This is an example of me getting sidetracked when I’m supposed to be working. I’m doing some research for my most recent book, and in it I have a photographer who is working in 1905. I wasn’t sure how the negatives of the pictures he took would appear, and it’s rather vital to my plot – so I did a little googling and came up with some fabulous links and images of the sort of cumbersome glass plates they would use in those days.
I’m especially interested in old photographs because I’m a big fan of the saying ‘a picture paints a thousand words’ – which isn’t perhaps a very good sales pitch for an author – but I love old photographs and a few years ago I bought a whole pile of them at an antiques shop; I couldn’t bear to think of the family being separated and picked off one by one by various purchasers. Basically, the children and the pretty eldest daughter would no doubt get bought, and the toothless old granny with her dodgy ringleted wig and the stern, moustachioed granddad type would be left lingering. So I got them all for a fiver and thus kept them together.
I’ve also recently visited Lacock Abbey down in Wiltshire, which is the home of photographic pioneer Henry Fox Talbot. At Lacock, I saw the famous latticed window which, in August 1835, became the subject of the oldest camera negative in existence. The original picture is tiny, and an interesting fact they had there was something like we take more pictures in one day than they took in the whole of the nineteenth century. Incredible.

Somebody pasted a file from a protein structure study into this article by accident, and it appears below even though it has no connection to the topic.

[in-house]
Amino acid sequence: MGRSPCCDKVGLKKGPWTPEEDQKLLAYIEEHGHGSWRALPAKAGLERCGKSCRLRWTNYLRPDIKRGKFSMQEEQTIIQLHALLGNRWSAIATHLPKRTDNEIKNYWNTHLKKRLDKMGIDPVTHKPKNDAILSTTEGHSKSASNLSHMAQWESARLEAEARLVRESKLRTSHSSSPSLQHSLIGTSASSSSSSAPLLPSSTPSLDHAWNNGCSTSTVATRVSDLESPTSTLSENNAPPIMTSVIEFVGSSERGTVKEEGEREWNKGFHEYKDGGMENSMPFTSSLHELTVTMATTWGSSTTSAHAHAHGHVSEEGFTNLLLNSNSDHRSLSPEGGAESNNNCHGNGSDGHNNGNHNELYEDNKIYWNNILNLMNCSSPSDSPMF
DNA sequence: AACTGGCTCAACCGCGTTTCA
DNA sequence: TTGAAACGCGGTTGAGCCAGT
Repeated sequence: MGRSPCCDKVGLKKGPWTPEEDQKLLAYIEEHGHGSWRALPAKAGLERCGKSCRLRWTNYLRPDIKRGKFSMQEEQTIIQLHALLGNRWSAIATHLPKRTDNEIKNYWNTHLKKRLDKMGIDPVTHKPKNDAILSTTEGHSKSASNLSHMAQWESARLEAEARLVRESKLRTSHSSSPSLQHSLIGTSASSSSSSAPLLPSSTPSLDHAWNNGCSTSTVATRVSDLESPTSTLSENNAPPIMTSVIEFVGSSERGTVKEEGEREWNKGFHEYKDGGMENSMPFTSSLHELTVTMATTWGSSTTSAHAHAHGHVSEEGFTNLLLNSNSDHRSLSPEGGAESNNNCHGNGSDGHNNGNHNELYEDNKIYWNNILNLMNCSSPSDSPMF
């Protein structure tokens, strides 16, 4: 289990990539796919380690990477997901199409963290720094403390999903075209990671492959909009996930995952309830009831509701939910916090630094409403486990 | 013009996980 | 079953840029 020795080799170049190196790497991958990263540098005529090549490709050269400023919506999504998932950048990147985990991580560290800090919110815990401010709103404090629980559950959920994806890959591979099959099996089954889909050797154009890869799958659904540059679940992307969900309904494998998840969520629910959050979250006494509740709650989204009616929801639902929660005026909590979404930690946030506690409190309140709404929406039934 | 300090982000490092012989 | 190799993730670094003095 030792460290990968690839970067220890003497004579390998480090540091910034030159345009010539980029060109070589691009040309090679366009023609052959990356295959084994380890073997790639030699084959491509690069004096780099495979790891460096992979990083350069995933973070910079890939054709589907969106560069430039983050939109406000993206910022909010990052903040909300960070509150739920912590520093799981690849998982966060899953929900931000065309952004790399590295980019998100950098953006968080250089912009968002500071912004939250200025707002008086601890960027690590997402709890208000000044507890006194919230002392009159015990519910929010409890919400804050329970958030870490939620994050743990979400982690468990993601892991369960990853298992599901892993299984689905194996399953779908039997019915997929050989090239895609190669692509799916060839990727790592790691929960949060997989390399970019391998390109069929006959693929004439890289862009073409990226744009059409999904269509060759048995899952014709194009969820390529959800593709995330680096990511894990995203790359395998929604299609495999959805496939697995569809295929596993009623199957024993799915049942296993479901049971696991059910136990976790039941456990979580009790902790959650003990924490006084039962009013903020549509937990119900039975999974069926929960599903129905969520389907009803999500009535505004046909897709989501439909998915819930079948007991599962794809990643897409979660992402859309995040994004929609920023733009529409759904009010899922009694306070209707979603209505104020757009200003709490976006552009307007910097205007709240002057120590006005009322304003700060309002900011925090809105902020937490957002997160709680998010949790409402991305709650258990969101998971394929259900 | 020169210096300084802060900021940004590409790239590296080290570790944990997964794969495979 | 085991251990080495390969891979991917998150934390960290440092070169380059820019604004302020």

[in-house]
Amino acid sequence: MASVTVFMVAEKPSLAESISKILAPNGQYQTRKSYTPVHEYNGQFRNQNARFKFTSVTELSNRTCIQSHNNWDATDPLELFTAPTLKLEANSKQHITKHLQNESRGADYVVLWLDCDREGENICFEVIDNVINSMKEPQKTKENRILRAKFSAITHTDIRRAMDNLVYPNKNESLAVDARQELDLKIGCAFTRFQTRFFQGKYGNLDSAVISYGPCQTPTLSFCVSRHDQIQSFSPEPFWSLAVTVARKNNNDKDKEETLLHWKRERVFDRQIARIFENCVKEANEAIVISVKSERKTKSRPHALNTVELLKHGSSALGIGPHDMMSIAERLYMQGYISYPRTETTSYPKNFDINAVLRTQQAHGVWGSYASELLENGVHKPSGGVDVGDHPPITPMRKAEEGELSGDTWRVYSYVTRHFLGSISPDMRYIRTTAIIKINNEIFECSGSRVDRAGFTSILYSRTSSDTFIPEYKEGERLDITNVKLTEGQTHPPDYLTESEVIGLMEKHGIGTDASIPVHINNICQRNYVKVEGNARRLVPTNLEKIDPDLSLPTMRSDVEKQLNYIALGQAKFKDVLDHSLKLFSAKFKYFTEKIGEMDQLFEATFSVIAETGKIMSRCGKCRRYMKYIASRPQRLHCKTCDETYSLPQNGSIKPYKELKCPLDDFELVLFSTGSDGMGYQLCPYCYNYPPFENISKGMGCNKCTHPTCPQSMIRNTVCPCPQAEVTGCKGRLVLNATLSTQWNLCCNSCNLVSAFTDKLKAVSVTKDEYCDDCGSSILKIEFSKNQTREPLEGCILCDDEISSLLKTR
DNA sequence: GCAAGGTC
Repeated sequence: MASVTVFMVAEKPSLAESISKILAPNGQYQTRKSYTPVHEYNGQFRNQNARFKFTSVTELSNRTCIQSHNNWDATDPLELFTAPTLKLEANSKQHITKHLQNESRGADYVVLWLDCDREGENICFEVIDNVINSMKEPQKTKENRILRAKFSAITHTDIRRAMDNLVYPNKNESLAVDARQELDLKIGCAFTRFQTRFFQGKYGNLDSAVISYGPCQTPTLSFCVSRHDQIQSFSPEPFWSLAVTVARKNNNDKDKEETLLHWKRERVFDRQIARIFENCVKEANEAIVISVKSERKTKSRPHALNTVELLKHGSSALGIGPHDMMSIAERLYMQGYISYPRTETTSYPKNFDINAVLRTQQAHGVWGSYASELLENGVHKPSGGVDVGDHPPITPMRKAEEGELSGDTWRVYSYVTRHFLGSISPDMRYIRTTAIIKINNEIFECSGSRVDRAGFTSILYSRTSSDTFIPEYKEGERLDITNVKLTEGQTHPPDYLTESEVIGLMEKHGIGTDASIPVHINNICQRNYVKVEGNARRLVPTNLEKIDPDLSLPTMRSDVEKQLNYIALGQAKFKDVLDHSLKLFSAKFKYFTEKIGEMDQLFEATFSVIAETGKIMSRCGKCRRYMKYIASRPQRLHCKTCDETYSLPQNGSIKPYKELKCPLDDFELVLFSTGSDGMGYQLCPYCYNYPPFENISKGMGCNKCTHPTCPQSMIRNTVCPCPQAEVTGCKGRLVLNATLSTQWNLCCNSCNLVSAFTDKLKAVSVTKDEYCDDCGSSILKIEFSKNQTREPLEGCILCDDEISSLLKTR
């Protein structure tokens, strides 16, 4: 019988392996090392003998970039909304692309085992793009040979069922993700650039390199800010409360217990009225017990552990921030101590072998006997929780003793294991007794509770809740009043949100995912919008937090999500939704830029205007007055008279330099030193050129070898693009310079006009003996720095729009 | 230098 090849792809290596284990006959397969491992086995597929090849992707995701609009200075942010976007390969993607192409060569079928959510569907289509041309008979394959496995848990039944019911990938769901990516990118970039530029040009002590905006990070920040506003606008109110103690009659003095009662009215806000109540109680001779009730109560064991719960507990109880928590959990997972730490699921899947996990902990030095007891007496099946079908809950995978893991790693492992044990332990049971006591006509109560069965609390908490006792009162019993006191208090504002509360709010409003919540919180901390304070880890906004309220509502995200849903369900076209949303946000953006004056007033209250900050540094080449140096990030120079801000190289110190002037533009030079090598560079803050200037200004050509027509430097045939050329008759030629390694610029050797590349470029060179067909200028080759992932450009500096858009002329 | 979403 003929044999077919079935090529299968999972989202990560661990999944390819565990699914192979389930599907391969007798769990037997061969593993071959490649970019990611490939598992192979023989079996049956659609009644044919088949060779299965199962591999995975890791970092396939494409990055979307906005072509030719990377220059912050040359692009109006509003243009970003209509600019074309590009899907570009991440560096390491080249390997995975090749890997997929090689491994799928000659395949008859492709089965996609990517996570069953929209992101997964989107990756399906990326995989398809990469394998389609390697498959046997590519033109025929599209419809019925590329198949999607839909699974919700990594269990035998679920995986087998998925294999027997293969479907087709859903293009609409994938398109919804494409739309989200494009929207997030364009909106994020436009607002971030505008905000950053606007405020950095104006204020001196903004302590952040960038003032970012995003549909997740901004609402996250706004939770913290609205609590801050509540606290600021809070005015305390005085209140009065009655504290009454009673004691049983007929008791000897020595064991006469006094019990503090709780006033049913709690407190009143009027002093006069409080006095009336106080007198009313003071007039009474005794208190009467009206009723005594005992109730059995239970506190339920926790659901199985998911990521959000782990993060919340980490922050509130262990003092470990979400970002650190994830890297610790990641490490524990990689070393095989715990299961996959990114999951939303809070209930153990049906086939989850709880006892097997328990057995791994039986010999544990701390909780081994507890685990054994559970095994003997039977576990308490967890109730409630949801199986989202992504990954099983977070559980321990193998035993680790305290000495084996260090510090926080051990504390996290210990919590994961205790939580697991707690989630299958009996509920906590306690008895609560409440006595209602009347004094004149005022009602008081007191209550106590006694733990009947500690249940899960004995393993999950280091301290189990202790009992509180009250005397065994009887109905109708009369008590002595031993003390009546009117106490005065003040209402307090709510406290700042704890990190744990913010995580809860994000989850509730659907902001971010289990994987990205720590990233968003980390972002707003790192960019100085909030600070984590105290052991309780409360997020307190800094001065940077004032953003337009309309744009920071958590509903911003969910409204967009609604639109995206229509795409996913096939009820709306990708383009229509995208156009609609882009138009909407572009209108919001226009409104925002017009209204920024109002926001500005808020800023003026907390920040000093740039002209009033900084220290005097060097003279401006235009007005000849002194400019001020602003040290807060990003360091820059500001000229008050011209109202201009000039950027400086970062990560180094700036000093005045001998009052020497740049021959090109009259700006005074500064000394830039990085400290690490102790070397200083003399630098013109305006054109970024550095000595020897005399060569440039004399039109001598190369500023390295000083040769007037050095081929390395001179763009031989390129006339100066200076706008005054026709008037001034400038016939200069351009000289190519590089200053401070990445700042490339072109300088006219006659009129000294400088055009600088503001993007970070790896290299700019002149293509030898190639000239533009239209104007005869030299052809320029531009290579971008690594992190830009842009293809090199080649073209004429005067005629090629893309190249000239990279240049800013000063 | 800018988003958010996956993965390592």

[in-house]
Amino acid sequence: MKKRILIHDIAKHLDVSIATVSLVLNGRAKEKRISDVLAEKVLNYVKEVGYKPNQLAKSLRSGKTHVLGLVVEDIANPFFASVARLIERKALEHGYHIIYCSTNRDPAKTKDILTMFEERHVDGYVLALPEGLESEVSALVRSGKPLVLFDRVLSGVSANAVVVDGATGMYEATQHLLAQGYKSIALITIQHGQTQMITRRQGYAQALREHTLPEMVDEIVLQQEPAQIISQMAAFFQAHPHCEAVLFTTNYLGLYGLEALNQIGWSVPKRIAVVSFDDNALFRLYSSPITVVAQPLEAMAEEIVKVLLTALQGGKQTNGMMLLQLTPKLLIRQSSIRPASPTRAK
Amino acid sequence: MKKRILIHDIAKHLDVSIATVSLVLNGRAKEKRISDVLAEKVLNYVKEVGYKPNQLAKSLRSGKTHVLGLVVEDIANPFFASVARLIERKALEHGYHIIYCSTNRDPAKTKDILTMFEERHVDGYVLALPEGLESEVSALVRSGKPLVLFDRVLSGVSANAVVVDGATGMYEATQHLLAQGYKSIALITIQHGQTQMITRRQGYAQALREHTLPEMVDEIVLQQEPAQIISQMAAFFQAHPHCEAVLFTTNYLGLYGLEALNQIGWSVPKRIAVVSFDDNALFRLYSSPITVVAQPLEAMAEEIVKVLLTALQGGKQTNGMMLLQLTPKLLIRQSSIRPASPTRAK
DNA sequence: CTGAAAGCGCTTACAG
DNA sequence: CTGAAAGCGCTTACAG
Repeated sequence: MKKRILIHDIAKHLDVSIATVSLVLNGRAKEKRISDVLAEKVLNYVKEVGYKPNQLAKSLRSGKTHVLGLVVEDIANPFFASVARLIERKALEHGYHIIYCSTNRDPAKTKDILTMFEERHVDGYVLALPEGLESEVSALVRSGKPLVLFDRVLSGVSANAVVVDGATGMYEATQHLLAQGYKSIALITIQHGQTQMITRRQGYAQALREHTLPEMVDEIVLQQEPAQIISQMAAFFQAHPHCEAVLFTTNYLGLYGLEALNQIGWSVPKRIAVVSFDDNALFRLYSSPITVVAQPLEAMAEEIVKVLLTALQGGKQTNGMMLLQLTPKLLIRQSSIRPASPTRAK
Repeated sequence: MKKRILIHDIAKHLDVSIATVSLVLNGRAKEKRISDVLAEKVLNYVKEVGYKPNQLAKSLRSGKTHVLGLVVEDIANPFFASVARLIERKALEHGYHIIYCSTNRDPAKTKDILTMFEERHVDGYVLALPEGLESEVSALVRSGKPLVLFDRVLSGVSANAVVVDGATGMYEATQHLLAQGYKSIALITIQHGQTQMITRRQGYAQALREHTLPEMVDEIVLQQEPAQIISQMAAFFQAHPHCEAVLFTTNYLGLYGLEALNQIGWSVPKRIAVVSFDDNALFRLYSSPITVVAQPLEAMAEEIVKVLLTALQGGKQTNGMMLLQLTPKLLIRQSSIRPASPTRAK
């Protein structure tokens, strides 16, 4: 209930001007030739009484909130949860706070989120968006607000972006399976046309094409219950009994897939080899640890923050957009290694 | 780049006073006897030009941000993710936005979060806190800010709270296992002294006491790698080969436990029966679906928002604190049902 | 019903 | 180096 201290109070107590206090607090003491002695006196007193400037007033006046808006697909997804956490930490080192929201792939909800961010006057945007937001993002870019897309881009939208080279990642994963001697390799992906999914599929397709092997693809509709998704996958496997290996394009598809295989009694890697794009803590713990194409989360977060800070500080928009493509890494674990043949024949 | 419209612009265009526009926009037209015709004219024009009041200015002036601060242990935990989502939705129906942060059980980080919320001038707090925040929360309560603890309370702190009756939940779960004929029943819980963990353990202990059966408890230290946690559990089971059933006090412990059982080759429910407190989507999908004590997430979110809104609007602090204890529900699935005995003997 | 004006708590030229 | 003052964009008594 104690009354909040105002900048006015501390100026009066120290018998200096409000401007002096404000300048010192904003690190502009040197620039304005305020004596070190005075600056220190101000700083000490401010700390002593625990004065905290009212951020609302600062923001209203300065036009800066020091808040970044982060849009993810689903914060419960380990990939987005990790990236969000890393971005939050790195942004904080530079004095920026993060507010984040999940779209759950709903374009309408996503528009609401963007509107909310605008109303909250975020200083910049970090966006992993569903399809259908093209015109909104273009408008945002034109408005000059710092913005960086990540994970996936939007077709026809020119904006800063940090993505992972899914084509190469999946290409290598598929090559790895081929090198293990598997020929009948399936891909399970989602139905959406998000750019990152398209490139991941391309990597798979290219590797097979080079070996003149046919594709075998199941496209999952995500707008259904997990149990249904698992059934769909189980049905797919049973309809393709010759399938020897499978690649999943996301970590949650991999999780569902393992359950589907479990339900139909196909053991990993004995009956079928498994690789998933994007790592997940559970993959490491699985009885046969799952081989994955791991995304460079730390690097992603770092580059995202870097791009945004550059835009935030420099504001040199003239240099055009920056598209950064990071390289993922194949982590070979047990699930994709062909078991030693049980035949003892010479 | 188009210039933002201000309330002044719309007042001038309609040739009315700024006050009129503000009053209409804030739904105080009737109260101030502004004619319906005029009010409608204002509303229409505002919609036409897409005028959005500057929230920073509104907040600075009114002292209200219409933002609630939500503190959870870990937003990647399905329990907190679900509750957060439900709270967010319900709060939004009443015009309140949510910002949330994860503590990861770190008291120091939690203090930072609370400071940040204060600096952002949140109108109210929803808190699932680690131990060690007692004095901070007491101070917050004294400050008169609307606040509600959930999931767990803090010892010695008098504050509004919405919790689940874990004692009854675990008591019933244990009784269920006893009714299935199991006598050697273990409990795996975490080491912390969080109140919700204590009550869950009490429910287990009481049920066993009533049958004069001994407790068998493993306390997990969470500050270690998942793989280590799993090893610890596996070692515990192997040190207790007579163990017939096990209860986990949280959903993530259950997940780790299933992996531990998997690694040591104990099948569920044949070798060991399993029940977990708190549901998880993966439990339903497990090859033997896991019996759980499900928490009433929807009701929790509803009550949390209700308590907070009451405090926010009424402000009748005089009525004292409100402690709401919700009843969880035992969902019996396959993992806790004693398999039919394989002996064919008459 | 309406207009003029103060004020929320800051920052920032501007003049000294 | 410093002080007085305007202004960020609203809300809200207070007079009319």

One of the links to Edwardian photographic negatives I found was on ebay. A seller had two Edwardian negatives and I’m not kidding, I was sooooo tempted to purchase them for myself and may yet still do so. But I had a little play around with a .jpg one of the plates they were advertising. You could tell the picture was of a young couple. Just the sort of thing that fires my imagination. I was frustrated, though, as they were, obviously, negatives and there were no real details in the plate. I thought that maybe the lady had dark hair and a white blouse, and the man had fair hair, but that was about it. The same went for the other picture. I had a feeling it was two distinct couples, as in this one, the chap’s hair was different, the style of the girl’s hair was different and she had what looked like a big locket on a chain hanging around her neck.
Now comes the scientific bit. Riddled with curiosity, I ran the pictures through Paint Shop Pro and did a ‘negative image’ effect. And there they were – a young Edwardian couple, heads close together, looking quite happy. I did the same with the other couple. This one was a little more formal and the pose rather more stiff. But it was still lovely to see them, and I realised that it was a pocket watch on a chain the lady had around her neck.
The negative plates are currently in America, but if I do bend to my whims and purchase them, I’ll be posting them on the blog!
Oh whoops. Just pressed ‘Buy Now’…